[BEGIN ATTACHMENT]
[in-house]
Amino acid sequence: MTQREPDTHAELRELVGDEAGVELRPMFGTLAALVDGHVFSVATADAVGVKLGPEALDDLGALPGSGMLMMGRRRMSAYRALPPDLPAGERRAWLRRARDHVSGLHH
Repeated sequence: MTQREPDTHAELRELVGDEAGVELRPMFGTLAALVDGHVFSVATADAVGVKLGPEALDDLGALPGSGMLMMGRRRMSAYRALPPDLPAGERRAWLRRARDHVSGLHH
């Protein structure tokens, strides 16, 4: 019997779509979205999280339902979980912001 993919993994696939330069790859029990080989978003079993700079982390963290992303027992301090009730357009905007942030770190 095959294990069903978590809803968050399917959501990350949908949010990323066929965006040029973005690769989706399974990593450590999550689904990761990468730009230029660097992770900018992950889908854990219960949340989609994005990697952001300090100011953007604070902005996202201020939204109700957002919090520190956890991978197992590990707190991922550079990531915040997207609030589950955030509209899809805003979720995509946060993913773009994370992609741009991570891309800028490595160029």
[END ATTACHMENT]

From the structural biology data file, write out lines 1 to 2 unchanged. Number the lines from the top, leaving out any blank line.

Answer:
[in-house]
Amino acid sequence: MTQREPDTHAELRELVGDEAGVELRPMFGTLAALVDGHVFSVATADAVGVKLGPEALDDLGALPGSGMLMMGRRRMSAYRALPPDLPAGERRAWLRRARDHVSGLHH